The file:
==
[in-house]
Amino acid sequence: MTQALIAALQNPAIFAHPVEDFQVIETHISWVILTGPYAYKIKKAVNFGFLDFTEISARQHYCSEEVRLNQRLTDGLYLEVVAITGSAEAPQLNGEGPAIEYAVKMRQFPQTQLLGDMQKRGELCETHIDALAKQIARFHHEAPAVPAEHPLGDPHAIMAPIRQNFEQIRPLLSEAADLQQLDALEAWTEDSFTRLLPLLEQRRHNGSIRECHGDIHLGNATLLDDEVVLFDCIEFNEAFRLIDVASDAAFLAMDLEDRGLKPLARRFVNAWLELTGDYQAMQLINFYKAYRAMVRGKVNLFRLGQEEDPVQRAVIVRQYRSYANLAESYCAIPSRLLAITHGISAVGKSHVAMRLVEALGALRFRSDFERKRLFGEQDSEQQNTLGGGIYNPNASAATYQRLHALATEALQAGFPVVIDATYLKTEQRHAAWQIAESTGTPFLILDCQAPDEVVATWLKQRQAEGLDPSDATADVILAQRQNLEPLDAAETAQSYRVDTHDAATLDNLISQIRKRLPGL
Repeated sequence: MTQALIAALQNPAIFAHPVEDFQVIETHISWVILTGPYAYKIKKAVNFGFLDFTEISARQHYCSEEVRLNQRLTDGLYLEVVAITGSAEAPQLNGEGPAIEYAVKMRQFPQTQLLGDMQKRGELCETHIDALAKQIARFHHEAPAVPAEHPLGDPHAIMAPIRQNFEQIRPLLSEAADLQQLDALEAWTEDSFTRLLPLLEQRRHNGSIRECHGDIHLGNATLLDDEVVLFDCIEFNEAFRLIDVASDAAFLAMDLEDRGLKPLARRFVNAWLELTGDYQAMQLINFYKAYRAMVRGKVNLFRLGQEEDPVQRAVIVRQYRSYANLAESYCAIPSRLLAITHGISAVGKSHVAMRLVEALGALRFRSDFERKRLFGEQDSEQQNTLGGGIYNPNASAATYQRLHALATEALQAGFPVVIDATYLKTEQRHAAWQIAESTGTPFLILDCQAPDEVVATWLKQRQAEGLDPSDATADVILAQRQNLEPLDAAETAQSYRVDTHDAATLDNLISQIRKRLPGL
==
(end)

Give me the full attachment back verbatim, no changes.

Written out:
[in-house]
Amino acid sequence: MTQALIAALQNPAIFAHPVEDFQVIETHISWVILTGPYAYKIKKAVNFGFLDFTEISARQHYCSEEVRLNQRLTDGLYLEVVAITGSAEAPQLNGEGPAIEYAVKMRQFPQTQLLGDMQKRGELCETHIDALAKQIARFHHEAPAVPAEHPLGDPHAIMAPIRQNFEQIRPLLSEAADLQQLDALEAWTEDSFTRLLPLLEQRRHNGSIRECHGDIHLGNATLLDDEVVLFDCIEFNEAFRLIDVASDAAFLAMDLEDRGLKPLARRFVNAWLELTGDYQAMQLINFYKAYRAMVRGKVNLFRLGQEEDPVQRAVIVRQYRSYANLAESYCAIPSRLLAITHGISAVGKSHVAMRLVEALGALRFRSDFERKRLFGEQDSEQQNTLGGGIYNPNASAATYQRLHALATEALQAGFPVVIDATYLKTEQRHAAWQIAESTGTPFLILDCQAPDEVVATWLKQRQAEGLDPSDATADVILAQRQNLEPLDAAETAQSYRVDTHDAATLDNLISQIRKRLPGL
Repeated sequence: MTQALIAALQNPAIFAHPVEDFQVIETHISWVILTGPYAYKIKKAVNFGFLDFTEISARQHYCSEEVRLNQRLTDGLYLEVVAITGSAEAPQLNGEGPAIEYAVKMRQFPQTQLLGDMQKRGELCETHIDALAKQIARFHHEAPAVPAEHPLGDPHAIMAPIRQNFEQIRPLLSEAADLQQLDALEAWTEDSFTRLLPLLEQRRHNGSIRECHGDIHLGNATLLDDEVVLFDCIEFNEAFRLIDVASDAAFLAMDLEDRGLKPLARRFVNAWLELTGDYQAMQLINFYKAYRAMVRGKVNLFRLGQEEDPVQRAVIVRQYRSYANLAESYCAIPSRLLAITHGISAVGKSHVAMRLVEALGALRFRSDFERKRLFGEQDSEQQNTLGGGIYNPNASAATYQRLHALATEALQAGFPVVIDATYLKTEQRHAAWQIAESTGTPFLILDCQAPDEVVATWLKQRQAEGLDPSDATADVILAQRQNLEPLDAAETAQSYRVDTHDAATLDNLISQIRKRLPGL